At Duke, the term EMS is thrown around a lot—frequently used as a verb when referring to a night of heavy and dangerous drinking. But some students may hesitate to call Duke EMS, or Emergency Medical Services, for a friend if it means repercussions for their selective living group or fraternity.
Duke Student Government has been working on revising the alcohol amnesty policy to reduce hesitation when it comes time to call EMS for someone in need.
Sophomore Kayla Thompson, vice president for social culture, has been working alongside sophomore Jackson Dellinger, senator for Durham and regional affairs, since the beginning of the academic year to implement changes to the policy, which currently only provides amnesty to the student who requires EMS and the student who calls EMS.
“If you’re at a party, you know if you call an EMS for your friend, the entire social group will get in trouble,” Dellinger said. “What we want to do is expand the current amnesty policy, which only covers an individual student or group of students, to a social group at large.”
After completing more than 80 hours of interviews with groups such as Panhellenic Council, Interfraternity Council and selective living groups, Dellinger compiled a comprehensive list of implementable suggestions to help improve Duke’s social culture—many of which concern current, longstanding alcohol policies.
“If I’m at a party at some fraternity or some SLG, and I need to be EMSed pretty badly and someone from that organization calls EMS for me, not only will the individual caller not get in trouble, but the group itself won’t have to go through the formal disciplinary process,” Dellinger said, using a hypothetical situation to explain the new policy.
However, Dellinger also pointed out that the amnesty policy is not a “get-out-of-jail-free” card. The group in question may still need to have a meeting with an advisor to review its own policies. There are caveats to ensure groups are still taking precautions to make their parties safe, such as providing water to attendees, he explained.
But if a group shows it is working to make its parties safer, it will fall under the current alcohol amnesty policy and will avoid the formal disciplinary process.
“As long as people know what guidelines they have to meet to be exempt from the formal disciplinary process, then I think it’ll be helpful,” Dellinger said. “That piece of information is critical.”
Dellinger noted that the initial alcohol amnesty revision proposals were met with positive responses and virtually no push back from administration or faculty.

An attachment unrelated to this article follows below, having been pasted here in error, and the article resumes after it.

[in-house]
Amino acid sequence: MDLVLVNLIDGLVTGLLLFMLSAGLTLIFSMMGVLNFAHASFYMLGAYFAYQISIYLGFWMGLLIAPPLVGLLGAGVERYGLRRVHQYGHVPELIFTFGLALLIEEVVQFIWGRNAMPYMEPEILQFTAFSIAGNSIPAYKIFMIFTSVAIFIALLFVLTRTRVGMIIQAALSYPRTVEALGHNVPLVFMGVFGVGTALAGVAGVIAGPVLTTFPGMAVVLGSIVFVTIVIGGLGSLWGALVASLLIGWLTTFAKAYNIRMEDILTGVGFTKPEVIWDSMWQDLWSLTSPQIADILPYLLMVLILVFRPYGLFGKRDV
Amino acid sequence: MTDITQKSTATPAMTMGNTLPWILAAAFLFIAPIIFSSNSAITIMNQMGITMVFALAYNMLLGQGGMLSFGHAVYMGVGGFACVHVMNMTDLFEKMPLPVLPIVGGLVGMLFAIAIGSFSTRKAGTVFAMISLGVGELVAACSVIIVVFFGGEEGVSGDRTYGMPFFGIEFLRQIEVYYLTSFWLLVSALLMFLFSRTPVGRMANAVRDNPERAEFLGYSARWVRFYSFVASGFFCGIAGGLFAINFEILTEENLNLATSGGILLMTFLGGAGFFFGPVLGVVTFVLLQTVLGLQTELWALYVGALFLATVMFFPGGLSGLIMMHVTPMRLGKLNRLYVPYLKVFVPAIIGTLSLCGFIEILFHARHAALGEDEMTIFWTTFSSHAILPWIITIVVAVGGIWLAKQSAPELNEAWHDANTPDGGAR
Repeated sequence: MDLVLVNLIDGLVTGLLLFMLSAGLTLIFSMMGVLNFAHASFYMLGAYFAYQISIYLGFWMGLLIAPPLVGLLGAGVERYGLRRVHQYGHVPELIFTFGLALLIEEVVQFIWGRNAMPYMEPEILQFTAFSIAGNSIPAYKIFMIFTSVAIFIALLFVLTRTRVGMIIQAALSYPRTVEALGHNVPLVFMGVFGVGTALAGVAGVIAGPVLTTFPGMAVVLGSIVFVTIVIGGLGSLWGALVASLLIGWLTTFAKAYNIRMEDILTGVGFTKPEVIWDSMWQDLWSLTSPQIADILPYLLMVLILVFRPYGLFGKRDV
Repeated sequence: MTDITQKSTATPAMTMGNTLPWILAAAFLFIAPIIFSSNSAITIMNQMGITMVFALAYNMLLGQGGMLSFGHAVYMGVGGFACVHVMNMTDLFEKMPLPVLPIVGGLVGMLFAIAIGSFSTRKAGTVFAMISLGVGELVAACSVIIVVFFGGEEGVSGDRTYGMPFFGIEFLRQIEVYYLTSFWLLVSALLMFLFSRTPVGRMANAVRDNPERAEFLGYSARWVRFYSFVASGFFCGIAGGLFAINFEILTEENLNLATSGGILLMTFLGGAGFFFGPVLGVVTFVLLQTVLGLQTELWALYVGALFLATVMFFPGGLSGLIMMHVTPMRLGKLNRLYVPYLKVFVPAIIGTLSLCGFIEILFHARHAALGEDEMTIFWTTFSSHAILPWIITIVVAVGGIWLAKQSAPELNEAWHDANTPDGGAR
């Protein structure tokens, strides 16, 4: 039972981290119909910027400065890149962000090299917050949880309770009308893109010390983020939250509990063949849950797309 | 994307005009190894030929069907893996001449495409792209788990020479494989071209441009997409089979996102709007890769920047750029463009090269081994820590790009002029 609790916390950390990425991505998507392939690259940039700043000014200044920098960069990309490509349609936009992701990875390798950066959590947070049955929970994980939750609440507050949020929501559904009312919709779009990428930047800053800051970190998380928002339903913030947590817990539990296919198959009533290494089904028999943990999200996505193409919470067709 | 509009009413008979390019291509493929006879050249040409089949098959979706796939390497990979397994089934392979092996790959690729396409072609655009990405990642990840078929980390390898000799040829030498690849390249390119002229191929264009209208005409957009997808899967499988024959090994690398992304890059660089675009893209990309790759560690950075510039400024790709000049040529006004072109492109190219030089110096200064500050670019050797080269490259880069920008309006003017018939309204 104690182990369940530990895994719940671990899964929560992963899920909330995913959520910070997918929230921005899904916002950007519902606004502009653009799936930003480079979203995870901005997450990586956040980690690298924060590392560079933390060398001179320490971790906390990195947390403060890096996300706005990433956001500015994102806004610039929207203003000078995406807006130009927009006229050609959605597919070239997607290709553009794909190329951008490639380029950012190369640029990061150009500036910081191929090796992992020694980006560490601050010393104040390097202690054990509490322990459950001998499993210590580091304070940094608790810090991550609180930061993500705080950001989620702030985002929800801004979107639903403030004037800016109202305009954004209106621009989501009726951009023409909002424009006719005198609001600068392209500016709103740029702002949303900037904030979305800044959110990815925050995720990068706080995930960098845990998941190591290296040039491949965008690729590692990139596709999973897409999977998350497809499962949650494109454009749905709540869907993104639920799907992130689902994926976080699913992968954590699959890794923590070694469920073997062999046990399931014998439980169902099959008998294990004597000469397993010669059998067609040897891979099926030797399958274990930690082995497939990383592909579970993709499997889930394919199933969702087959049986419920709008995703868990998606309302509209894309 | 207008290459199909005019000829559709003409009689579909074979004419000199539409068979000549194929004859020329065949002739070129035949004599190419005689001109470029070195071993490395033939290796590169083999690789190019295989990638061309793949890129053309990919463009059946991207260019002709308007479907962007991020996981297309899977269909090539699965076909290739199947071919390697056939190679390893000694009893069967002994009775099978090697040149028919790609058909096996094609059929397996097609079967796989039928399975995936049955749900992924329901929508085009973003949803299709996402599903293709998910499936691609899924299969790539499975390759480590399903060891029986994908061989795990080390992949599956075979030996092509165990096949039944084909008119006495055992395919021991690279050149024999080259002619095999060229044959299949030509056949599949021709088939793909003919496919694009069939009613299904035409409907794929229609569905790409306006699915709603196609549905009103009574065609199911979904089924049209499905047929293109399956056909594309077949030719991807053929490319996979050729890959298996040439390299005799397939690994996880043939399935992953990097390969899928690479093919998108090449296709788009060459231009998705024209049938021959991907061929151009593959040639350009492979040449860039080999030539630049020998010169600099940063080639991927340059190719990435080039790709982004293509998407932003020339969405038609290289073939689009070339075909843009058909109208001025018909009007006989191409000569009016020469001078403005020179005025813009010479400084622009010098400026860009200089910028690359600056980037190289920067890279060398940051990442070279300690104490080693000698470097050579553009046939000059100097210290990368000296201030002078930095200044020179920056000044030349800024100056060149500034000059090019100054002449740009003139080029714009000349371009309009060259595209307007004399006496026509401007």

“We just hope that with this policy, organizations will be more willing to help students who attend their parties, even if they’re not friends with the student, and get them the help that they need with no hesitation,” Thompson said. “We want this to be a very transparent and open thing, and we also want to foster better relationships between these off-campus groups and Student Conduct as a whole.”
The Office of Student Conduct Student Advisory Group is responsible for hearing proposed changes to any policies found in the student handbook. They have been helping to workshop the revision ideas to carefully select language and unearth any potential dangers.
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“We’ve set the guidelines high enough that groups and organizations won’t take advantage of this policy and will only use it for the best interest of students and not for their own best interest,” Thompson said.
Thompson also explained that although there might have previously been hard feelings between some social groups and Student Conduct, those involved in implementing this policy change hope to get the message across that Student Conduct is there to protect student groups.
Although the policy change has not happened yet, Dellinger said that he is excited and hopeful about the outcome. He noted that Larry Moneta, vice president for student affairs, and the team of administrators and faculty working on the policy revisions have said the policy will hopefully be implemented at the beginning of the next academic year.
“I think what DSG has been focusing on this year is making sure that students and groups know that we’re here for them,” Thompson said. “A lot of students have expressed concerns about the social climate on campus. We’re always open to talking to individuals about their concerns and advocate for them.”